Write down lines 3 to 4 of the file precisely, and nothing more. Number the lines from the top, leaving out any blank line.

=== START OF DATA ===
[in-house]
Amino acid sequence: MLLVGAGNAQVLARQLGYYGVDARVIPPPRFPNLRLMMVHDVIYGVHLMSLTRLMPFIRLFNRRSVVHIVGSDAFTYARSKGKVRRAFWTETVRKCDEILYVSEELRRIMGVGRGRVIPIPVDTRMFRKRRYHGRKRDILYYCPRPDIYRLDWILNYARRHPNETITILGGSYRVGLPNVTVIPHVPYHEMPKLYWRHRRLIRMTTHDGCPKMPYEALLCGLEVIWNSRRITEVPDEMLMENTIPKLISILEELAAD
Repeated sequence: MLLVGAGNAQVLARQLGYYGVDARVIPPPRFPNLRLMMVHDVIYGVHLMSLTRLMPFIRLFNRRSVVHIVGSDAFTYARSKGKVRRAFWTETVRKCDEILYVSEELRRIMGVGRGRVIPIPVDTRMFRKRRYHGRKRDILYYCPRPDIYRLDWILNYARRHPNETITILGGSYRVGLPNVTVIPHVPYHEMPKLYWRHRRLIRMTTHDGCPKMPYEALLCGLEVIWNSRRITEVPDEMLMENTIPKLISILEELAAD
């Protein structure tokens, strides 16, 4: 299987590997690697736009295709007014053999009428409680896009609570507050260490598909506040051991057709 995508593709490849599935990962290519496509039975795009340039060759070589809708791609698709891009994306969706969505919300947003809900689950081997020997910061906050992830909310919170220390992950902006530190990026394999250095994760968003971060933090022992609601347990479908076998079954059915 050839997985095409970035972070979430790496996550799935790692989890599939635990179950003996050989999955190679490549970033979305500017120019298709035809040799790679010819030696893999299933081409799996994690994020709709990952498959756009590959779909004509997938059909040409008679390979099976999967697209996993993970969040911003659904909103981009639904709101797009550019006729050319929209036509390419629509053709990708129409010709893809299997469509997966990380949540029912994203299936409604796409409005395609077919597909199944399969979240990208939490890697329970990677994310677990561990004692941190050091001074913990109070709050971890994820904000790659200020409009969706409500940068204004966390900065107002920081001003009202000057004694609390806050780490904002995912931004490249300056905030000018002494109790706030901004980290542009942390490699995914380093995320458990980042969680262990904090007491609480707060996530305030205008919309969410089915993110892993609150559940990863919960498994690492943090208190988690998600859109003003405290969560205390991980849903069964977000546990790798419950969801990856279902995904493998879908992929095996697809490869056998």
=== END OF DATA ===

Repeated sequence: MLLVGAGNAQVLARQLGYYGVDARVIPPPRFPNLRLMMVHDVIYGVHLMSLTRLMPFIRLFNRRSVVHIVGSDAFTYARSKGKVRRAFWTETVRKCDEILYVSEELRRIMGVGRGRVIPIPVDTRMFRKRRYHGRKRDILYYCPRPDIYRLDWILNYARRHPNETITILGGSYRVGLPNVTVIPHVPYHEMPKLYWRHRRLIRMTTHDGCPKMPYEALLCGLEVIWNSRRITEVPDEMLMENTIPKLISILEELAAD
């Protein structure tokens, strides 16, 4: 299987590997690697736009295709007014053999009428409680896009609570507050260490598909506040051991057709 995508593709490849599935990962290519496509039975795009340039060759070589809708791609698709891009994306969706969505919300947003809900689950081997020997910061906050992830909310919170220390992950902006530190990026394999250095994760968003971060933090022992609601347990479908076998079954059915 050839997985095409970035972070979430790496996550799935790692989890599939635990179950003996050989999955190679490549970033979305500017120019298709035809040799790679010819030696893999299933081409799996994690994020709709990952498959756009590959779909004509997938059909040409008679390979099976999967697209996993993970969040911003659904909103981009639904709101797009550019006729050319929209036509390419629509053709990708129409010709893809299997469509997966990380949540029912994203299936409604796409409005395609077919597909199944399969979240990208939490890697329970990677994310677990561990004692941190050091001074913990109070709050971890994820904000790659200020409009969706409500940068204004966390900065107002920081001003009202000057004694609390806050780490904002995912931004490249300056905030000018002494109790706030901004980290542009942390490699995914380093995320458990980042969680262990904090007491609480707060996530305030205008919309969410089915993110892993609150559940990863919960498994690492943090208190988690998600859109003003405290969560205390991980849903069964977000546990790798419950969801990856279902995904493998879908992929095996697809490869056998």